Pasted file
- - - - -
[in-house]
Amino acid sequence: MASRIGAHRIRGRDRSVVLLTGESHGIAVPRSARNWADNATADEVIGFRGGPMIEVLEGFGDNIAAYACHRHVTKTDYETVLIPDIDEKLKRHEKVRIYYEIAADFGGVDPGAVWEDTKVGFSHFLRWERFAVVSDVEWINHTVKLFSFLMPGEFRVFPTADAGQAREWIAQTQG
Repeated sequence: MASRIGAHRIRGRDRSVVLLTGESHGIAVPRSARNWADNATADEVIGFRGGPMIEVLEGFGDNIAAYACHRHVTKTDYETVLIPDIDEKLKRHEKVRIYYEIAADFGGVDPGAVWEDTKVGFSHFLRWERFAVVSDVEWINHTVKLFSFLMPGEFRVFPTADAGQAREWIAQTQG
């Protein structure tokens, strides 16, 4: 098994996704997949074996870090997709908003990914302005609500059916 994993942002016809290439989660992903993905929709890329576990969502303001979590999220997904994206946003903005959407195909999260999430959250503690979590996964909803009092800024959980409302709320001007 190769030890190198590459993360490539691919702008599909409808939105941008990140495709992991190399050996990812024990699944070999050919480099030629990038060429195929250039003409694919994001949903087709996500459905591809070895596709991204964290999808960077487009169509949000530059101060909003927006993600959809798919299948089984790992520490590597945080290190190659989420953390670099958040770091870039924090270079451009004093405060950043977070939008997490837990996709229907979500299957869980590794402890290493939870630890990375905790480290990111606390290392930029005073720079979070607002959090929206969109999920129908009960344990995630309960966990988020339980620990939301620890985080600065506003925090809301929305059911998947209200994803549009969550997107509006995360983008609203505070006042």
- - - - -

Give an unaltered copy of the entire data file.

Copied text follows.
[in-house]
Amino acid sequence: MASRIGAHRIRGRDRSVVLLTGESHGIAVPRSARNWADNATADEVIGFRGGPMIEVLEGFGDNIAAYACHRHVTKTDYETVLIPDIDEKLKRHEKVRIYYEIAADFGGVDPGAVWEDTKVGFSHFLRWERFAVVSDVEWINHTVKLFSFLMPGEFRVFPTADAGQAREWIAQTQG
Repeated sequence: MASRIGAHRIRGRDRSVVLLTGESHGIAVPRSARNWADNATADEVIGFRGGPMIEVLEGFGDNIAAYACHRHVTKTDYETVLIPDIDEKLKRHEKVRIYYEIAADFGGVDPGAVWEDTKVGFSHFLRWERFAVVSDVEWINHTVKLFSFLMPGEFRVFPTADAGQAREWIAQTQG
């Protein structure tokens, strides 16, 4: 098994996704997949074996870090997709908003990914302005609500059916 994993942002016809290439989660992903993905929709890329576990969502303001979590999220997904994206946003903005959407195909999260999430959250503690979590996964909803009092800024959980409302709320001007 190769030890190198590459993360490539691919702008599909409808939105941008990140495709992991190399050996990812024990699944070999050919480099030629990038060429195929250039003409694919994001949903087709996500459905591809070895596709991204964290999808960077487009169509949000530059101060909003927006993600959809798919299948089984790992520490590597945080290190190659989420953390670099958040770091870039924090270079451009004093405060950043977070939008997490837990996709229907979500299957869980590794402890290493939870630890990375905790480290990111606390290392930029005073720079979070607002959090929206969109999920129908009960344990995630309960966990988020339980620990939301620890985080600065506003925090809301929305059911998947209200994803549009969550997107509006995360983008609203505070006042």